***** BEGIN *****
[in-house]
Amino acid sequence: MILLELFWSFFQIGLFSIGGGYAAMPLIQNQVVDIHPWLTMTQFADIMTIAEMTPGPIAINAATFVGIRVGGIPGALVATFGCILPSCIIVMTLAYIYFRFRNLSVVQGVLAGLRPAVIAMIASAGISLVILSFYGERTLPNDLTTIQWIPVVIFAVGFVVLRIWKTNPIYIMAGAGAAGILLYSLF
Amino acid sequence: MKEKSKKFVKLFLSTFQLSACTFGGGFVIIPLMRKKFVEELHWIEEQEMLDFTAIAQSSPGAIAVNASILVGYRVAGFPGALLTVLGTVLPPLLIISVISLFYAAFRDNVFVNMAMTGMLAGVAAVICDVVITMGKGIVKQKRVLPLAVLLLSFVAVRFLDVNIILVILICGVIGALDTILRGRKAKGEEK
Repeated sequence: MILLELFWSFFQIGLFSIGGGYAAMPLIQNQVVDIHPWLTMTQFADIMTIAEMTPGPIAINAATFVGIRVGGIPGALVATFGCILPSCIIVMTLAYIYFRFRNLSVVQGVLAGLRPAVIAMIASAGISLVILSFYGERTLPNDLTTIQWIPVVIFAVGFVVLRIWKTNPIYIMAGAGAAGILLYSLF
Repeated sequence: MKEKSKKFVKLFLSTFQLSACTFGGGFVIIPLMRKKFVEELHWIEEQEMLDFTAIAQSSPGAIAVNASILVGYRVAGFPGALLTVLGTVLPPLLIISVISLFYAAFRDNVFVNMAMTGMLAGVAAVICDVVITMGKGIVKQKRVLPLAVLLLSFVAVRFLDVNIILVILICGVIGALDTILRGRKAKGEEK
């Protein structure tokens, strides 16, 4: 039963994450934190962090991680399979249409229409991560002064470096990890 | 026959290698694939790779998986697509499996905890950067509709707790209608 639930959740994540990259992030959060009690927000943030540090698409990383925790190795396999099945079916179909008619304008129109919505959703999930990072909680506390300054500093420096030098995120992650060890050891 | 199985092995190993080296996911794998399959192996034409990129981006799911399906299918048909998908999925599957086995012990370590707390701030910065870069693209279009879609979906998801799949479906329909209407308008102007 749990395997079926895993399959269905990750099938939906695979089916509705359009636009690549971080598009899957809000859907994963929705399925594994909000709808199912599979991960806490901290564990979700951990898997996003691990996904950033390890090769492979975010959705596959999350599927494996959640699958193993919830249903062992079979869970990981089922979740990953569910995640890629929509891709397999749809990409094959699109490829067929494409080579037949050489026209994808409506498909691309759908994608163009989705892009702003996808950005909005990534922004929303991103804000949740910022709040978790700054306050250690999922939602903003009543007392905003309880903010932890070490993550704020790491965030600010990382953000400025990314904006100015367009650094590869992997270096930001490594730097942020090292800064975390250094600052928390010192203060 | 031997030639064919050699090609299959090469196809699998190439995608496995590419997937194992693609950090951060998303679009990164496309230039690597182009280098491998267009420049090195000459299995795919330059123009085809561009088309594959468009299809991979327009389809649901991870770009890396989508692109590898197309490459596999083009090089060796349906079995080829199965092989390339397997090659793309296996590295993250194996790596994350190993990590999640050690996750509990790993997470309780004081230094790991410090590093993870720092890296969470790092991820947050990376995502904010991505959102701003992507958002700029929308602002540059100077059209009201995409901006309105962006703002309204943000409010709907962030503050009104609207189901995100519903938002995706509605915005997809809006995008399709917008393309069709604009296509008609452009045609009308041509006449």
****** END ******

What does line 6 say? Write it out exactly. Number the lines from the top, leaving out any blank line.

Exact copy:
């Protein structure tokens, strides 16, 4: 039963994450934190962090991680399979249409229409991560002064470096990890 | 026959290698694939790779998986697509499996905890950067509709707790209608 639930959740994540990259992030959060009690927000943030540090698409990383925790190795396999099945079916179909008619304008129109919505959703999930990072909680506390300054500093420096030098995120992650060890050891 | 199985092995190993080296996911794998399959192996034409990129981006799911399906299918048909998908999925599957086995012990370590707390701030910065870069693209279009879609979906998801799949479906329909209407308008102007 749990395997079926895993399959269905990750099938939906695979089916509705359009636009690549971080598009899957809000859907994963929705399925594994909000709808199912599979991960806490901290564990979700951990898997996003691990996904950033390890090769492979975010959705596959999350599927494996959640699958193993919830249903062992079979869970990981089922979740990953569910995640890629929509891709397999749809990409094959699109490829067929494409080579037949050489026209994808409506498909691309759908994608163009989705892009702003996808950005909005990534922004929303991103804000949740910022709040978790700054306050250690999922939602903003009543007392905003309880903010932890070490993550704020790491965030600010990382953000400025990314904006100015367009650094590869992997270096930001490594730097942020090292800064975390250094600052928390010192203060 | 031997030639064919050699090609299959090469196809699998190439995608496995590419997937194992693609950090951060998303679009990164496309230039690597182009280098491998267009420049090195000459299995795919330059123009085809561009088309594959468009299809991979327009389809649901991870770009890396989508692109590898197309490459596999083009090089060796349906079995080829199965092989390339397997090659793309296996590295993250194996790596994350190993990590999640050690996750509990790993997470309780004081230094790991410090590093993870720092890296969470790092991820947050990376995502904010991505959102701003992507958002700029929308602002540059100077059209009201995409901006309105962006703002309204943000409010709907962030503050009104609207189901995100519903938002995706509605915005997809809006995008399709917008393309069709604009296509008609452009045609009308041509006449």